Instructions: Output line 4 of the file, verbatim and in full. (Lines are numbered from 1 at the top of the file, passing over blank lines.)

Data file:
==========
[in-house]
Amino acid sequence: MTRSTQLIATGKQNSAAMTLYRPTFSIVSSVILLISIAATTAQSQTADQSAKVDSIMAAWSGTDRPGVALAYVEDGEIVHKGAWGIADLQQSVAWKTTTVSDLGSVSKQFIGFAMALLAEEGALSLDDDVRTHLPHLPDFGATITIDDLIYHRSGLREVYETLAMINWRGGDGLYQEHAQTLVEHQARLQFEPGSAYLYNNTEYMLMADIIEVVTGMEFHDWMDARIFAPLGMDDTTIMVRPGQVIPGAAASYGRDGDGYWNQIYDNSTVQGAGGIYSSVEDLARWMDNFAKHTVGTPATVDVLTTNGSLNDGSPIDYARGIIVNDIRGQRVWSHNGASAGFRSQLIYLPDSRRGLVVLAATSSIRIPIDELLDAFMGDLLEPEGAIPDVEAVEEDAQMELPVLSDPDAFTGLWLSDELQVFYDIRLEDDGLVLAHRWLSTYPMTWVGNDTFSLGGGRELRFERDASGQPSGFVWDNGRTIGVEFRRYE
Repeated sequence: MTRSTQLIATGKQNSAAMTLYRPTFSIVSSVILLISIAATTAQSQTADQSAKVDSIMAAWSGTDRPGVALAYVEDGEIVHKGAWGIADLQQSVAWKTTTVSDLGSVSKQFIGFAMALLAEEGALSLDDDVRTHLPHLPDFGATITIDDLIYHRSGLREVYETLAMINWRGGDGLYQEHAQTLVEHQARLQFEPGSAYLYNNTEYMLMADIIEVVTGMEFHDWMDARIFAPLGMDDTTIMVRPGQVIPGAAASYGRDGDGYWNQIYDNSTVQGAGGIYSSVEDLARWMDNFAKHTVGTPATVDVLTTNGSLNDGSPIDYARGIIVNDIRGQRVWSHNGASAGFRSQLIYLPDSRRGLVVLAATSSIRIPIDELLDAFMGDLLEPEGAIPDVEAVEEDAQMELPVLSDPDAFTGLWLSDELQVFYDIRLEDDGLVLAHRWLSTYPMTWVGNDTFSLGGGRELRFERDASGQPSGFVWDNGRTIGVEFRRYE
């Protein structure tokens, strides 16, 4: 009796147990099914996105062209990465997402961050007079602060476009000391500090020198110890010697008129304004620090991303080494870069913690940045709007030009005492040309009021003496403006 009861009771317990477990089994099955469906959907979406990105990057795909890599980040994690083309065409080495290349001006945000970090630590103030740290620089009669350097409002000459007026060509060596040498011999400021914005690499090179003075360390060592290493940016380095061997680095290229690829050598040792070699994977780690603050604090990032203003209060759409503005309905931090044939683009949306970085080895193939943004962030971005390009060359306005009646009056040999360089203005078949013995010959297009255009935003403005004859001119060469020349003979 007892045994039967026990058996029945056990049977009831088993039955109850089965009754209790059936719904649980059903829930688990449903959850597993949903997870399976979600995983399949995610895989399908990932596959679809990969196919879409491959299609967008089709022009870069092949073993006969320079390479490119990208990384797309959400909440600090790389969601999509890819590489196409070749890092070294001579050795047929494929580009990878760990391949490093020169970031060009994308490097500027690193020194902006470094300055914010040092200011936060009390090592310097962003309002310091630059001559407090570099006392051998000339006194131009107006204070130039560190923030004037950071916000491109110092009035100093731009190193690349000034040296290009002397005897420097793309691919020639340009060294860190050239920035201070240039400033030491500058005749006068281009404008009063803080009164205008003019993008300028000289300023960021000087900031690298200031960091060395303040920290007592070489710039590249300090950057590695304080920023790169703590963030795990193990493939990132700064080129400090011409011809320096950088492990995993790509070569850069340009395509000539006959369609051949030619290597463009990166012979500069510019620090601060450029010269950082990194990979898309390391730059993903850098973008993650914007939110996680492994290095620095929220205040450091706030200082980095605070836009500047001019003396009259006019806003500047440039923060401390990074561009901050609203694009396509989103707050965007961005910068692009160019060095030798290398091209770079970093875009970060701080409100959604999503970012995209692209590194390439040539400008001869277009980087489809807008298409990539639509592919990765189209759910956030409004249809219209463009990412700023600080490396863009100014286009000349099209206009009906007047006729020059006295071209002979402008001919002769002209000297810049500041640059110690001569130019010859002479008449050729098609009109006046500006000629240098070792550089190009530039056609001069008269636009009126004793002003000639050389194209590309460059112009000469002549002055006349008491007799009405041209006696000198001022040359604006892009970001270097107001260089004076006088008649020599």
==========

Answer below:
């Protein structure tokens, strides 16, 4: 009796147990099914996105062209990465997402961050007079602060476009000391500090020198110890010697008129304004620090991303080494870069913690940045709007030009005492040309009021003496403006 009861009771317990477990089994099955469906959907979406990105990057795909890599980040994690083309065409080495290349001006945000970090630590103030740290620089009669350097409002000459007026060509060596040498011999400021914005690499090179003075360390060592290493940016380095061997680095290229690829050598040792070699994977780690603050604090990032203003209060759409503005309905931090044939683009949306970085080895193939943004962030971005390009060359306005009646009056040999360089203005078949013995010959297009255009935003403005004859001119060469020349003979 007892045994039967026990058996029945056990049977009831088993039955109850089965009754209790059936719904649980059903829930688990449903959850597993949903997870399976979600995983399949995610895989399908990932596959679809990969196919879409491959299609967008089709022009870069092949073993006969320079390479490119990208990384797309959400909440600090790389969601999509890819590489196409070749890092070294001579050795047929494929580009990878760990391949490093020169970031060009994308490097500027690193020194902006470094300055914010040092200011936060009390090592310097962003309002310091630059001559407090570099006392051998000339006194131009107006204070130039560190923030004037950071916000491109110092009035100093731009190193690349000034040296290009002397005897420097793309691919020639340009060294860190050239920035201070240039400033030491500058005749006068281009404008009063803080009164205008003019993008300028000289300023960021000087900031690298200031960091060395303040920290007592070489710039590249300090950057590695304080920023790169703590963030795990193990493939990132700064080129400090011409011809320096950088492990995993790509070569850069340009395509000539006959369609051949030619290597463009990166012979500069510019620090601060450029010269950082990194990979898309390391730059993903850098973008993650914007939110996680492994290095620095929220205040450091706030200082980095605070836009500047001019003396009259006019806003500047440039923060401390990074561009901050609203694009396509989103707050965007961005910068692009160019060095030798290398091209770079970093875009970060701080409100959604999503970012995209692209590194390439040539400008001869277009980087489809807008298409990539639509592919990765189209759910956030409004249809219209463009990412700023600080490396863009100014286009000349099209206009009906007047006729020059006295071209002979402008001919002769002209000297810049500041640059110690001569130019010859002479008449050729098609009109006046500006000629240098070792550089190009530039056609001069008269636009009126004793002003000639050389194209590309460059112009000469002549002055006349008491007799009405041209006696000198001022040359604006892009970001270097107001260089004076006088008649020599």